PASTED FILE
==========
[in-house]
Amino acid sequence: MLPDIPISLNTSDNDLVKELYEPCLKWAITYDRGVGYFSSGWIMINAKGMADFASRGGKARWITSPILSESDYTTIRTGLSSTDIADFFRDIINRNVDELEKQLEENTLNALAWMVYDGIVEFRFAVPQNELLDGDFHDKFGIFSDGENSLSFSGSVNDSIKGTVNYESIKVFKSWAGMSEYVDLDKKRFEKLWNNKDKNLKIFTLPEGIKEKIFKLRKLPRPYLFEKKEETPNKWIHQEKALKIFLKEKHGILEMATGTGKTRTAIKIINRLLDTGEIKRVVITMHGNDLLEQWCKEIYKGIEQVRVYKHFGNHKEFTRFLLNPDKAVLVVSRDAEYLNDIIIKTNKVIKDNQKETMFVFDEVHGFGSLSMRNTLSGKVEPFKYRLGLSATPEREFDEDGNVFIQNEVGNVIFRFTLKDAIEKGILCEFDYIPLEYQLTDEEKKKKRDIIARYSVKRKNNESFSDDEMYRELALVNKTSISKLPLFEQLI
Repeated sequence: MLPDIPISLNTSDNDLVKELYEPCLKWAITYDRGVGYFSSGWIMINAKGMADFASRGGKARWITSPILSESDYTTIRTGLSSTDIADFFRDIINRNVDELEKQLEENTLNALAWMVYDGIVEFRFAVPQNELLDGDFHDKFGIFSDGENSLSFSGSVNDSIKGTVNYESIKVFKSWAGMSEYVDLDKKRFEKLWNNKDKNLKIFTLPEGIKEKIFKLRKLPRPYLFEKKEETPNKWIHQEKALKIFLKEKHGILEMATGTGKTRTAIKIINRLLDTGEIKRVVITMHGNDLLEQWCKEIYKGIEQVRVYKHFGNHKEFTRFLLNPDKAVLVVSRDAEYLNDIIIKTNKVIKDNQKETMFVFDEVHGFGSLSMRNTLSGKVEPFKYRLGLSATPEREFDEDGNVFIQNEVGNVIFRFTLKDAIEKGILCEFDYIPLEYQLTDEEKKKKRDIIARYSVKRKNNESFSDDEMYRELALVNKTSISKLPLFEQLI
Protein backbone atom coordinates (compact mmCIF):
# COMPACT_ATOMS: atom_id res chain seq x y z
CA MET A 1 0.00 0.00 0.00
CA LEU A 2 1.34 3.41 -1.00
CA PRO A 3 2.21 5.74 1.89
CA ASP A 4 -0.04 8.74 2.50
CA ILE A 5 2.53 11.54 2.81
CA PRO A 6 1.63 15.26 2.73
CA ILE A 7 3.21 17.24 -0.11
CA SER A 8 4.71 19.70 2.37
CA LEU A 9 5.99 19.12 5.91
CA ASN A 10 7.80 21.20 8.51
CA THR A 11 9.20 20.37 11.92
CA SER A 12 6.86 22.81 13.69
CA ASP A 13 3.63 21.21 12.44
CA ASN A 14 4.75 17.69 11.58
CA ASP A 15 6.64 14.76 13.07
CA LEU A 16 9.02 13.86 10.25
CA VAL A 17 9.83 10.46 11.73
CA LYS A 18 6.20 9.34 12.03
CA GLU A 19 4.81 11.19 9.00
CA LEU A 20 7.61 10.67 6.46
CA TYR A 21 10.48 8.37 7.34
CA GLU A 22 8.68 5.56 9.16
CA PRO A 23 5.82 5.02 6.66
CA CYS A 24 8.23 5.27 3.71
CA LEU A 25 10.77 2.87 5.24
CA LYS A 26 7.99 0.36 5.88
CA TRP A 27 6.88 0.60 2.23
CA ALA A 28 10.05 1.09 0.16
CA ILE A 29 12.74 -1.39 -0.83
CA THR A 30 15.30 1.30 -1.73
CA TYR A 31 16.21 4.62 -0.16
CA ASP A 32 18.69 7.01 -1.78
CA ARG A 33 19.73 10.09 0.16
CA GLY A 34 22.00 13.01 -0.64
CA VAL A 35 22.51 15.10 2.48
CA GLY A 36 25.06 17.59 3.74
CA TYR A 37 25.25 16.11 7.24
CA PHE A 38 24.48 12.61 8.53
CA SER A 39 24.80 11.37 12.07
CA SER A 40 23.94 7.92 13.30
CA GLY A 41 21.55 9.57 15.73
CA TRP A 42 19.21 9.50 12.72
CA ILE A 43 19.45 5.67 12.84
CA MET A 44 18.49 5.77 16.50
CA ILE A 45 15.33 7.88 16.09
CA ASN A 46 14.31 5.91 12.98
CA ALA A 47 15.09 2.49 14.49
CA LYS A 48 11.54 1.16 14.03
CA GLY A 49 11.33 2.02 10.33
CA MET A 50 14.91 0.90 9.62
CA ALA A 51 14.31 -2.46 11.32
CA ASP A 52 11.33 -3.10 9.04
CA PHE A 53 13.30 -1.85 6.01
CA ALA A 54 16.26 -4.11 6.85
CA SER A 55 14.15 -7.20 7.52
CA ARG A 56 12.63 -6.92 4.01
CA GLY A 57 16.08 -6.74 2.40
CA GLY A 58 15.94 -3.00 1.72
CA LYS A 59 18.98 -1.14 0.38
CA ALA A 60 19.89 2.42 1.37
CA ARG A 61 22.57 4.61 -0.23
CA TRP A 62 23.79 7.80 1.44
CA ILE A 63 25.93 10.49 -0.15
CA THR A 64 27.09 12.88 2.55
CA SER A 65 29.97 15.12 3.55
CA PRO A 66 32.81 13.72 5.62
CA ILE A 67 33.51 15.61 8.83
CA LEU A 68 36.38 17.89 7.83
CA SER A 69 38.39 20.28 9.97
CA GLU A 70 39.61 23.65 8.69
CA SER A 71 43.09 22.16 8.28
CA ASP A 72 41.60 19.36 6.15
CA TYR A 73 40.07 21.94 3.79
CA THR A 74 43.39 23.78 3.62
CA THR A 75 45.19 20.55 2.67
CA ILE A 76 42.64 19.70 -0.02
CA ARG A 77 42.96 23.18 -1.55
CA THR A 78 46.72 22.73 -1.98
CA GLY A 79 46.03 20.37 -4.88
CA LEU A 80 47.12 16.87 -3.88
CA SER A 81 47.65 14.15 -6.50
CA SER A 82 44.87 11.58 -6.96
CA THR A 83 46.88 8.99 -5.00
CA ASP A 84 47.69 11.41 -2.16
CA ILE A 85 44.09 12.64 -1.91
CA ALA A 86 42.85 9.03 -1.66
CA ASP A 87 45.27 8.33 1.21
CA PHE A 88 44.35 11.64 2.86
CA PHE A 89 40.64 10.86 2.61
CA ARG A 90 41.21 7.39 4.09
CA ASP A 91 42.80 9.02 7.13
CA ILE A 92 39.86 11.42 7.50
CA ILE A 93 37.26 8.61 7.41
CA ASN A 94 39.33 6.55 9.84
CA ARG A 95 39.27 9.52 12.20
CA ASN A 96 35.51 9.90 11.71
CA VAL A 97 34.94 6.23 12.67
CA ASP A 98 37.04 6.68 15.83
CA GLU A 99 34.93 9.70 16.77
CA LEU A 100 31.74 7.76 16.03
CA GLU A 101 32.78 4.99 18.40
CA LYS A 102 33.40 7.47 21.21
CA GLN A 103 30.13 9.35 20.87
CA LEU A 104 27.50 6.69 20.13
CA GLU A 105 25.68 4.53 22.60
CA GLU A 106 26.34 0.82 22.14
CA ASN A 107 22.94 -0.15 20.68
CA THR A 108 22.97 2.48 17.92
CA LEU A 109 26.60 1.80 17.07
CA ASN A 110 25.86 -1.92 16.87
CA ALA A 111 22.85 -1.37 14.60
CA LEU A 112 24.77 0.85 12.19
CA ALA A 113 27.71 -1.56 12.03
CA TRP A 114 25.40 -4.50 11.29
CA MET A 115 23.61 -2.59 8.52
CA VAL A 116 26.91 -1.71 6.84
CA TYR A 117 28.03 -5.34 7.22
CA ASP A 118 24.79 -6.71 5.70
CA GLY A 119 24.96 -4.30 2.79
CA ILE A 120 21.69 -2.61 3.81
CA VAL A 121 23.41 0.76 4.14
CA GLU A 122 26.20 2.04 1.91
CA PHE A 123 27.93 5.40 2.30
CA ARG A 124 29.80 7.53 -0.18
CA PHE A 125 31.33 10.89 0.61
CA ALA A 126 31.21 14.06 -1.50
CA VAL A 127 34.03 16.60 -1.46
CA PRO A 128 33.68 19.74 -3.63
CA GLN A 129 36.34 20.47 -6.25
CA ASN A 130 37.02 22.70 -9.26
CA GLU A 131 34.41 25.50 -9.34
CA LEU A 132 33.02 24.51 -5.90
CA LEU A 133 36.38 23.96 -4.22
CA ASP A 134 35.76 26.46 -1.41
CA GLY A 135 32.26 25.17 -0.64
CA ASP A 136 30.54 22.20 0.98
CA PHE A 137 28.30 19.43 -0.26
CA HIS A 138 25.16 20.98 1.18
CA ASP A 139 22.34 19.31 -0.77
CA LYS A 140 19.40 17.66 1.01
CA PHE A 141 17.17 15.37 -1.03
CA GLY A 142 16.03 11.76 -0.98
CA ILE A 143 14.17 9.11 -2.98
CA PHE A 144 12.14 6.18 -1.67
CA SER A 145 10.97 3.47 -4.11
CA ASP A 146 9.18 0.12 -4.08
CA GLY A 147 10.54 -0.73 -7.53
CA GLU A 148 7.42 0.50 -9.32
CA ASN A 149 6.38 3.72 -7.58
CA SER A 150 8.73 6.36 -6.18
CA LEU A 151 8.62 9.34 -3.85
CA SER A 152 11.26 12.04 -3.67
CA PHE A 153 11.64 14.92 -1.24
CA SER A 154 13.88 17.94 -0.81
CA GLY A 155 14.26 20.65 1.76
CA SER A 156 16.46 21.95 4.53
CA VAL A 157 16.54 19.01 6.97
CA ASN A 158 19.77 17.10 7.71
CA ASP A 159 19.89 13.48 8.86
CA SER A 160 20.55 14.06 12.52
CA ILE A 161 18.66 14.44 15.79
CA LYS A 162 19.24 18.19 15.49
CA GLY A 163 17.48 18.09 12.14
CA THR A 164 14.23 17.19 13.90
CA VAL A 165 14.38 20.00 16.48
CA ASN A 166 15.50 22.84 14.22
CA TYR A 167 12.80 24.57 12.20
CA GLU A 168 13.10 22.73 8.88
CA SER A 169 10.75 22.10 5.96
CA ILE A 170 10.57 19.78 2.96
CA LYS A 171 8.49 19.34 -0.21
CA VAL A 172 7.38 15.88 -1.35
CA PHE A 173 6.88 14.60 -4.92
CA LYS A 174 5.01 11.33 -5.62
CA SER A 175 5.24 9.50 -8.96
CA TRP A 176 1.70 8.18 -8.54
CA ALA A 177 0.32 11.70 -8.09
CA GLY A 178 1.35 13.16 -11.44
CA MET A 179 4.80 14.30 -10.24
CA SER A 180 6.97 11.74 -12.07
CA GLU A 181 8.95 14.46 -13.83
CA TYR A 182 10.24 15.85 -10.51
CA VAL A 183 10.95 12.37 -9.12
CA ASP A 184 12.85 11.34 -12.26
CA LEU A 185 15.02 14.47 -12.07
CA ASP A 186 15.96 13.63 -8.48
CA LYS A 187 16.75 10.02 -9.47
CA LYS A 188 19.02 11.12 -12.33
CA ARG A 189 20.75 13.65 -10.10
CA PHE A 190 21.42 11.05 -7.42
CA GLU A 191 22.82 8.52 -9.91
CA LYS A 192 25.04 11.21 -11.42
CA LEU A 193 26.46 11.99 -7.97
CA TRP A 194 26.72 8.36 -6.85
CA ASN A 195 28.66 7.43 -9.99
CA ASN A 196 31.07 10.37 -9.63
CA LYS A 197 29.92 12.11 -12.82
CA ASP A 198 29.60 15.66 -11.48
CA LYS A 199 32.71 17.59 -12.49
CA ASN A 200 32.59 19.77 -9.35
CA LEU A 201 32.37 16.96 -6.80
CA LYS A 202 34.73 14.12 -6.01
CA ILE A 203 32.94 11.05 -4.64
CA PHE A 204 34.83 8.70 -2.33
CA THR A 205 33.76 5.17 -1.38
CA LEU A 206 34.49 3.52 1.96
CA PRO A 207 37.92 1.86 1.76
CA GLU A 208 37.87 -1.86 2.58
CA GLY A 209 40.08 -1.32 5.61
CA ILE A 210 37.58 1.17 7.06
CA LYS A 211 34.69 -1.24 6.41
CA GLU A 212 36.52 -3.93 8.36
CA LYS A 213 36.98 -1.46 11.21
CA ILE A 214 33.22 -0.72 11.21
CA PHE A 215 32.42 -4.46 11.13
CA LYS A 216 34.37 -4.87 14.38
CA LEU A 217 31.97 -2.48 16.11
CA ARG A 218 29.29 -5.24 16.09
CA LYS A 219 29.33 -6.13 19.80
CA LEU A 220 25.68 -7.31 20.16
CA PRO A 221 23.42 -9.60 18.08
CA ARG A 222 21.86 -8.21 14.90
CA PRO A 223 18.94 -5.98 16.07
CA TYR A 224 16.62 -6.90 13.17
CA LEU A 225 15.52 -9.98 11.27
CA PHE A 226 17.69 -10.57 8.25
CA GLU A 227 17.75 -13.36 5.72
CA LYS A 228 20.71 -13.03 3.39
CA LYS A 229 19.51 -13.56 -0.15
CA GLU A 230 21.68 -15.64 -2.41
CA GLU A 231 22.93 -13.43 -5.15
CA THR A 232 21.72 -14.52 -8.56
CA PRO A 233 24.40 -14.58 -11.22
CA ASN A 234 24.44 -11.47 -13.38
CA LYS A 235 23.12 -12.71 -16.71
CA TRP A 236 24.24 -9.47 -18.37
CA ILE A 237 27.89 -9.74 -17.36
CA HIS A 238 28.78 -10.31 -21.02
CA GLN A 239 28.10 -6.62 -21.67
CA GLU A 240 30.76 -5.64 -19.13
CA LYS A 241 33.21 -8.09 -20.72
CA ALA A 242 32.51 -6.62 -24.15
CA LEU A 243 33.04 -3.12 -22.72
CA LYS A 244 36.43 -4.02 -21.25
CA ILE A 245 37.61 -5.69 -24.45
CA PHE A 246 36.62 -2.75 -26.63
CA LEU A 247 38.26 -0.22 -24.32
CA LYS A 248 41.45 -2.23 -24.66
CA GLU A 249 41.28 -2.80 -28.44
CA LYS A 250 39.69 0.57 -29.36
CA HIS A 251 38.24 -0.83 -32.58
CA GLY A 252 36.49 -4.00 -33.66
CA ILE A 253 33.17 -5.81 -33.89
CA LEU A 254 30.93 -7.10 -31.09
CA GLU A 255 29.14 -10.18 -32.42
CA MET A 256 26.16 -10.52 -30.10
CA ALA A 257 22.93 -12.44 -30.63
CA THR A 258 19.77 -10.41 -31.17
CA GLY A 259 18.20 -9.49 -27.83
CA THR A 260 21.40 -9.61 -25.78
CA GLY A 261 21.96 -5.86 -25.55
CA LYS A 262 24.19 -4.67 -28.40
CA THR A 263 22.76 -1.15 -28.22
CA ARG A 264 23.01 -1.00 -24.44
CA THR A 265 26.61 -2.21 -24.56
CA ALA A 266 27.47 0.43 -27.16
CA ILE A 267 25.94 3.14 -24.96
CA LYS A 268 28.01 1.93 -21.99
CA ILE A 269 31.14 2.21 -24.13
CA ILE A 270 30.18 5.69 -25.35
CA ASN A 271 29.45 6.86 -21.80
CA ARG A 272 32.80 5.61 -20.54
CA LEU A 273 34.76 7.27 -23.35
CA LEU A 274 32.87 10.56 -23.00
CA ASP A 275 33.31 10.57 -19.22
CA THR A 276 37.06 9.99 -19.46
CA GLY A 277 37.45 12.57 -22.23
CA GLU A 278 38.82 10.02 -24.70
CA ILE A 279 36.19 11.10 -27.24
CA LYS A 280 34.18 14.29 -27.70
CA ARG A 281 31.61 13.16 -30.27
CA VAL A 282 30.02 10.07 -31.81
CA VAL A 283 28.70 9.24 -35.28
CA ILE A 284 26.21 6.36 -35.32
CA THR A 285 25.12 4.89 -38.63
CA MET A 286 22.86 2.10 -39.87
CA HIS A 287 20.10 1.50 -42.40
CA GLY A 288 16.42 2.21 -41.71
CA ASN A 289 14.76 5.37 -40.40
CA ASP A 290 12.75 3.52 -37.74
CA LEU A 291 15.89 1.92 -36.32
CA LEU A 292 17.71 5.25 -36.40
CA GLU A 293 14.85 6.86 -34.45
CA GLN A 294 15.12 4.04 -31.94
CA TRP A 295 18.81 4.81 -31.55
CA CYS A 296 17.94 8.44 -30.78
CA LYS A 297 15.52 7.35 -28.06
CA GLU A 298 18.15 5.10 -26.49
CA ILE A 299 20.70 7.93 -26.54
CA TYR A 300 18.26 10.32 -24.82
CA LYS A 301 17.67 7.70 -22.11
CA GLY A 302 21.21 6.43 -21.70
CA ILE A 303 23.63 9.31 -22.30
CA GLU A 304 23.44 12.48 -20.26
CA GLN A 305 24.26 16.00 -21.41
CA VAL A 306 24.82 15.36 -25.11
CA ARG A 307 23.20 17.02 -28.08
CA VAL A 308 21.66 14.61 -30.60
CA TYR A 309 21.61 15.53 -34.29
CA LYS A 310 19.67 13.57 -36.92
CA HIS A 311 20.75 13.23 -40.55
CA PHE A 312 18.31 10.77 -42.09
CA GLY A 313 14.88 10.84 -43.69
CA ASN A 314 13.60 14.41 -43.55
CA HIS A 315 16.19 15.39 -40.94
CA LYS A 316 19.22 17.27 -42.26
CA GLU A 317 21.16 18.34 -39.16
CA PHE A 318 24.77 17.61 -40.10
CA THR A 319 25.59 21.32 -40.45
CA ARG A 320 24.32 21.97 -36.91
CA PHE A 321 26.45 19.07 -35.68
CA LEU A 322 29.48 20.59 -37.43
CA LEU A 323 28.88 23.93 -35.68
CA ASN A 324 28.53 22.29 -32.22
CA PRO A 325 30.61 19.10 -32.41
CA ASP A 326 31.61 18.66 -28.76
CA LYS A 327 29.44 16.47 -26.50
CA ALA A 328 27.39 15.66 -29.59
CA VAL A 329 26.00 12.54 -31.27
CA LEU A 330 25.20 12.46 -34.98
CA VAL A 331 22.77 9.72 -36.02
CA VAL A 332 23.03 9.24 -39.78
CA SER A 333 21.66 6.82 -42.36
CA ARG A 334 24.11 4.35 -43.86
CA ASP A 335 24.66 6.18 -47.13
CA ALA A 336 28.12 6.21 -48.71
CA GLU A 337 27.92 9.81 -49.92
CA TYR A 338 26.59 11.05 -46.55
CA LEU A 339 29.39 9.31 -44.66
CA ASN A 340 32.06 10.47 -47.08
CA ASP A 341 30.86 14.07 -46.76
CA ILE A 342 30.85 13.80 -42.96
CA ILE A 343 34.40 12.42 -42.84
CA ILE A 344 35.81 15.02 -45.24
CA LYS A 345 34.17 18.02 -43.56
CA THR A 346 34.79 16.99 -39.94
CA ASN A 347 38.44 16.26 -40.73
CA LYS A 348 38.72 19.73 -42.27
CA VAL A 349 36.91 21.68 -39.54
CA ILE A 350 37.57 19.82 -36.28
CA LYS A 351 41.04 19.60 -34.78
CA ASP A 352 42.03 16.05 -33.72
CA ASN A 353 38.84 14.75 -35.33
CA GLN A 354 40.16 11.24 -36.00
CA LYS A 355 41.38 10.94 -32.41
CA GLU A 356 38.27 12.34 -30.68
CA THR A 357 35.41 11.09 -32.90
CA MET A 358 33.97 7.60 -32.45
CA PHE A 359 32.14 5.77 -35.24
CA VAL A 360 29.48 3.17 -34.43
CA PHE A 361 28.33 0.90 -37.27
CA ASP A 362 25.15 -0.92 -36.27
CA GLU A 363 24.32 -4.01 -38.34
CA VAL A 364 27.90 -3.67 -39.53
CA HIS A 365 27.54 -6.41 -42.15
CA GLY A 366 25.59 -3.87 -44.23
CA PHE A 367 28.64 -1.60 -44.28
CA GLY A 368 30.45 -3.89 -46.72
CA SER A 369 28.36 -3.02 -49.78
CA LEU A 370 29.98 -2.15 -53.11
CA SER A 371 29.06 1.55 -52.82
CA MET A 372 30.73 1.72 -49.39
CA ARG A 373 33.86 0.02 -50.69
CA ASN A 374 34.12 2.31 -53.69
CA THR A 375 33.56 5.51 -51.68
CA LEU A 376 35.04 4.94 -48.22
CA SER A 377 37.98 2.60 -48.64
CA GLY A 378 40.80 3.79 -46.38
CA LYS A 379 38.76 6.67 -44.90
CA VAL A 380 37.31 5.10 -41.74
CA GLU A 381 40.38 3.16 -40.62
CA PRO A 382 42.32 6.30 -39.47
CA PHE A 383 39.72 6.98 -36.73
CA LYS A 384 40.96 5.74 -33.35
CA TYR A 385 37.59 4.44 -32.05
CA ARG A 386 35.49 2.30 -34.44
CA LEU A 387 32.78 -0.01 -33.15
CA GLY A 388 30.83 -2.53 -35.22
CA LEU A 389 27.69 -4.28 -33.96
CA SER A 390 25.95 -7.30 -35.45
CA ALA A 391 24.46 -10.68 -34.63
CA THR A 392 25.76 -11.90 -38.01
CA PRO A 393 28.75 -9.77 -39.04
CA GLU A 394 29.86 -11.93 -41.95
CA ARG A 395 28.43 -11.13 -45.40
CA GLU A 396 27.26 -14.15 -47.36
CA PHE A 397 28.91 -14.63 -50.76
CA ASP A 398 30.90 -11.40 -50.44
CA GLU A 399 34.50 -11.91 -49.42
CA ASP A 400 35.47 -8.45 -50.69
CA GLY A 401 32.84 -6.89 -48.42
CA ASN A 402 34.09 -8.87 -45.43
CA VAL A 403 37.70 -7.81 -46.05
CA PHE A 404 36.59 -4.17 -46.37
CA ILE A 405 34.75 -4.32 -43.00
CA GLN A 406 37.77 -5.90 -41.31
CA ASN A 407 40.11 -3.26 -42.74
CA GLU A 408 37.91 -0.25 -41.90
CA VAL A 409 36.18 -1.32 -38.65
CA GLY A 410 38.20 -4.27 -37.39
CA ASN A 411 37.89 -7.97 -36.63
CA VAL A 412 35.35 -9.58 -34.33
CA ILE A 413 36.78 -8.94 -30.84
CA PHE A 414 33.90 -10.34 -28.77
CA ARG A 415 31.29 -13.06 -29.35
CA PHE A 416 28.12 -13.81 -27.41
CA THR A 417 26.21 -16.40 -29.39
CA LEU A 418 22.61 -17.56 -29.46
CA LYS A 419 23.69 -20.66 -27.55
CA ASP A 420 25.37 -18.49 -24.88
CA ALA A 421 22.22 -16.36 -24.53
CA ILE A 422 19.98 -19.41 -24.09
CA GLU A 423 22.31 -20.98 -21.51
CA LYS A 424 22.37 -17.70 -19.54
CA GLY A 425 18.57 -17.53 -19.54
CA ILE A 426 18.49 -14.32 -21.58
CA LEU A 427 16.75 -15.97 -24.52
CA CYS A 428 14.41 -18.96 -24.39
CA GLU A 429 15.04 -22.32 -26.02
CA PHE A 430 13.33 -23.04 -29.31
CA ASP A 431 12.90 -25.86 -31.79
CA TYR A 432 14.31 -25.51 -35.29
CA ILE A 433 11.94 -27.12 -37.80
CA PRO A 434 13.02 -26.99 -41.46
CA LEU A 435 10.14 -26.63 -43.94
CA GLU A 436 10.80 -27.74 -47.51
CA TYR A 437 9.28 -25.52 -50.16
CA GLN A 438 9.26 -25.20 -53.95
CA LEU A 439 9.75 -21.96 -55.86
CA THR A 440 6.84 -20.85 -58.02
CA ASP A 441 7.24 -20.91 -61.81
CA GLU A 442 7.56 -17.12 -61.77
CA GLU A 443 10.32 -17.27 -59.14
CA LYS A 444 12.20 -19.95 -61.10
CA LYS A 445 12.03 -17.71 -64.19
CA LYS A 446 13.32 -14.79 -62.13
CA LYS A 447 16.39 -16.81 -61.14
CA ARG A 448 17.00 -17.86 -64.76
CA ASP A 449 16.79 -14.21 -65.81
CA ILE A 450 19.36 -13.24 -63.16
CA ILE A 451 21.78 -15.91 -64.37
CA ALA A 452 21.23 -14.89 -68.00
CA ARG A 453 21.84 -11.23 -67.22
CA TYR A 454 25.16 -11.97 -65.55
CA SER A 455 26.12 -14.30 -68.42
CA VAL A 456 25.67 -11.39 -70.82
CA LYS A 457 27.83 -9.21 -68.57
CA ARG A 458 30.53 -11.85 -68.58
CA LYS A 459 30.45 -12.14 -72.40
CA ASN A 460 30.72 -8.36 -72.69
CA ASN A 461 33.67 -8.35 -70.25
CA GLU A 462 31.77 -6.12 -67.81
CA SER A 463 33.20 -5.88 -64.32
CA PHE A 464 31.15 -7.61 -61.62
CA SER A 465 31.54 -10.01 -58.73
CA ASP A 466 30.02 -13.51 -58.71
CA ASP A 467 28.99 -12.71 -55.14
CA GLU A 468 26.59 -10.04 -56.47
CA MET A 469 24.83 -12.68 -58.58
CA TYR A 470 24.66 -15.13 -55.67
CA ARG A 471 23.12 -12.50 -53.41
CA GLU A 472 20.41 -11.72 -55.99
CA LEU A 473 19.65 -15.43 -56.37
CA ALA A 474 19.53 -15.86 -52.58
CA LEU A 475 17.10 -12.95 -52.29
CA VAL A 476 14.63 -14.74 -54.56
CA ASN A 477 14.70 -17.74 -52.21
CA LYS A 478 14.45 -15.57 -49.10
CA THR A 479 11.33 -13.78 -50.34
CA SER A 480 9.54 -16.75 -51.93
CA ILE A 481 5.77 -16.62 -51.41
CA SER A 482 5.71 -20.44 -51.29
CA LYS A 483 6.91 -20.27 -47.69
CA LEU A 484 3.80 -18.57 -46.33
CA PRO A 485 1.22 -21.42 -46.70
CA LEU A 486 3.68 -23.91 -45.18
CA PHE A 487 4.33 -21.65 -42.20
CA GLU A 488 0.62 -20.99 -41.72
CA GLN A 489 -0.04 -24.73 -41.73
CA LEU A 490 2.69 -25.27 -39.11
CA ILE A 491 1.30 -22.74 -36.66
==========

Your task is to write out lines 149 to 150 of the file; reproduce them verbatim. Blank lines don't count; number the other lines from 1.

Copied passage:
CA PHE A 144 12.14 6.18 -1.67
CA SER A 145 10.97 3.47 -4.11